Head, however, gets specific. She decides that “men fall readily into five categories or types” – that’s the ‘Outdoor Type or Sportsman’, the ‘sophisticated Man-about-town’, the ‘Shy Conservative Man’, the ‘Far-Out Intellectual’ and, ‘everybody’s dreamboat’, ‘The Successful Executive’. Once you've found out all about your target, “you can easily decide which group your man fits into and dress accordingly. Instead of shopping madly for a lot of new clothes selected without plan, buy with him in mind.”


Successful dreamboat Executive in mind, it’s time to think about the finishing touches. For this, I’ve turned to Mary Young’s Charm is Not Enough from 1965. At first her advice is comforting: “the young man in our life is much more likely to prefer to see us looking (and behaving) naturally … Men don’t seem to mind what you do to the colour of your hair, so long as it looks quite natural, simply styled, well cared for, and shining”. But, before you dare to leave the house barefaced, she continues with the dire warning: “This doesn’t mean that we can lower our standards in any way with regard to grooming, dress and make-up.” Okay, right...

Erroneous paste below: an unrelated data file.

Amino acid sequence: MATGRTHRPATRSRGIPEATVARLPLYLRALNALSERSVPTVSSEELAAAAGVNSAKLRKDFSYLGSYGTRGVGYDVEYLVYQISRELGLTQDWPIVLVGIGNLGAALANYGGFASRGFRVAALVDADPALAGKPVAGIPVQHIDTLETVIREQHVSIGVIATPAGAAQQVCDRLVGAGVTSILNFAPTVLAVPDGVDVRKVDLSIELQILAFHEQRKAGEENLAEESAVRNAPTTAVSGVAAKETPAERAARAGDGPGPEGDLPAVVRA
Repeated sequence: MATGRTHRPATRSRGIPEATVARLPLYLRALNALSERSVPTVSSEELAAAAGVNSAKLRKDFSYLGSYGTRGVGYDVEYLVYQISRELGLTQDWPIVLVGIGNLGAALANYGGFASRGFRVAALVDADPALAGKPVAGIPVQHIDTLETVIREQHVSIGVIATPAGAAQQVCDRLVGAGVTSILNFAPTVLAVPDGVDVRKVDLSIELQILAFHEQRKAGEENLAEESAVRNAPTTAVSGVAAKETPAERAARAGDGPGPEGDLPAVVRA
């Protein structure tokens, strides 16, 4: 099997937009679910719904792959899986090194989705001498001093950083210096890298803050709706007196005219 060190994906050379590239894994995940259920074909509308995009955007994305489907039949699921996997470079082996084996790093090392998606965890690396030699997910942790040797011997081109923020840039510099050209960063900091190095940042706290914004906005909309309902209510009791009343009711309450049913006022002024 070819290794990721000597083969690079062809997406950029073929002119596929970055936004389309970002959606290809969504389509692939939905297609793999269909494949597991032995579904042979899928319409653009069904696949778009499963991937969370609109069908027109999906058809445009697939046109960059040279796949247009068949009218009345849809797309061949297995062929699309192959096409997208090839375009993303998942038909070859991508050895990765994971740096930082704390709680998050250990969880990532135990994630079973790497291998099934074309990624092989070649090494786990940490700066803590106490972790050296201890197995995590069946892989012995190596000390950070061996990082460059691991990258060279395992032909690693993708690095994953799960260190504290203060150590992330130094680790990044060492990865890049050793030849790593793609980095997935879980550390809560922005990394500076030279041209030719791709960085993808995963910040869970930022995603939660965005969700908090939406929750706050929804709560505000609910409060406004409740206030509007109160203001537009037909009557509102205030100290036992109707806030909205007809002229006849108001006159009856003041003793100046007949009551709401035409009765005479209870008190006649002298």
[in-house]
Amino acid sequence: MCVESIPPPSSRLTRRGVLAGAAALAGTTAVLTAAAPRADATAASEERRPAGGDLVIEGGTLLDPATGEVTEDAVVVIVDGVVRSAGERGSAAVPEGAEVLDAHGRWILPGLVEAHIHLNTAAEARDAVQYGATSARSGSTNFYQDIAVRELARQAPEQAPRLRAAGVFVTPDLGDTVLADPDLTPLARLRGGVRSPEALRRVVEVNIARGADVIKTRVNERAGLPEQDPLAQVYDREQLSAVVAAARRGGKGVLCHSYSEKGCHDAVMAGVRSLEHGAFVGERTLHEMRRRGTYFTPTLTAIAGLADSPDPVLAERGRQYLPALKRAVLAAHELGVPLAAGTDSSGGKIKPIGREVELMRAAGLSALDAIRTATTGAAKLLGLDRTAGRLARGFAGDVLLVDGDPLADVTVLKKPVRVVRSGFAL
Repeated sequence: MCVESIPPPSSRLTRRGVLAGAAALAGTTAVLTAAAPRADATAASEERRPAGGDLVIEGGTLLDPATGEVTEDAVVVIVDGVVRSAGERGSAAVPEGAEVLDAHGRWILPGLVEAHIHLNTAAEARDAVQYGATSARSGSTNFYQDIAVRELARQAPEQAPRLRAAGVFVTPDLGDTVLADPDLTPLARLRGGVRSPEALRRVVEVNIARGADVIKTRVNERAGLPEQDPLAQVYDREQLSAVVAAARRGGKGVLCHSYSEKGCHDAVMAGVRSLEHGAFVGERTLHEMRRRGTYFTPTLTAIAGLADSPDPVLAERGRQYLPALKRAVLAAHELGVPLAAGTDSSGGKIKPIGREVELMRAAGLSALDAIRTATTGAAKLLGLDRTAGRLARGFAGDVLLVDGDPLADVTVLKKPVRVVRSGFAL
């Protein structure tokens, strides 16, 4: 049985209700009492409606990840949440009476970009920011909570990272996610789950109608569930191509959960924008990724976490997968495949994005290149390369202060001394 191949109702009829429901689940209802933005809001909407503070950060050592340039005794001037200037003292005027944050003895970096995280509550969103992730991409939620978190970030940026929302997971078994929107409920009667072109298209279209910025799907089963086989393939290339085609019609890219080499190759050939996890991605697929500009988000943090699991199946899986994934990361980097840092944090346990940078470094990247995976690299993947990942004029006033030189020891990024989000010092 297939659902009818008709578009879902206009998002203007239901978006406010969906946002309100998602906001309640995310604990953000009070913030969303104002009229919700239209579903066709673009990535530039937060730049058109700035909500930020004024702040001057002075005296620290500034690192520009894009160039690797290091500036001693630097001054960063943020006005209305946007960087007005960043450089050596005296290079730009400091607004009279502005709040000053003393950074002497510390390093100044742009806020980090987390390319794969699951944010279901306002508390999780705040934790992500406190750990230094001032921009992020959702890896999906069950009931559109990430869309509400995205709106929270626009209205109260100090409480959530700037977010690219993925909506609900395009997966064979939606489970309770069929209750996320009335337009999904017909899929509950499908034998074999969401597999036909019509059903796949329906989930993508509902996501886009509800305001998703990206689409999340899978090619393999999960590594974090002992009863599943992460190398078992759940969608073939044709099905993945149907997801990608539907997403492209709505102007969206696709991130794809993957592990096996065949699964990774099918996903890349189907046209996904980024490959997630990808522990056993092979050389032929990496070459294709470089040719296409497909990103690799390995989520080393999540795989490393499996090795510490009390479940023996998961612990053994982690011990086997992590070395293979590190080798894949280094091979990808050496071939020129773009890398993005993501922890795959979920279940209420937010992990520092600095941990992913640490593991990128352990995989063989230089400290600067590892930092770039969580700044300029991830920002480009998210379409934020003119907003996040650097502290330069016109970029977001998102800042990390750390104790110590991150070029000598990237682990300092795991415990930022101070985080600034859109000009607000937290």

Advert for Chlorodent toothpaste, via


Sorry, no let up here either. According to Head, the formula for success is simple: “If you can make yourself interesting to look at and interesting to be with your attraction for the opposite sex will be more than satisfactory.” Easier said than done, especially when you consider that her advice for women on search for a husband while travelling is “your costume must be impeccable, your luggage interesting and your reading matter carefully chosen to invite conversation.”

And there’s an inevitable amount of surrender too. A 1945 US Government “readjustment” guide (again quoted in Bachelor Girl) advises “Let him know you are tired of living alone … You want him to take charge. You want now to have your nails done.” Lilly Daché’s chapter ‘How to get – and keep – a husband’ in her Glamour book (1956) offers more of the same, subscribing to Burt Bacharach’s “Don’t send him off/With your hair still in curlers’ Wives and Lovers type of philosophy. “This is the thing that every successful wife must learn”, she concludes. “Happiness is to be tended and cultivated just as carefully as a plant which you value in your garden.”

Dishes Men Like cookbook, 1952. Via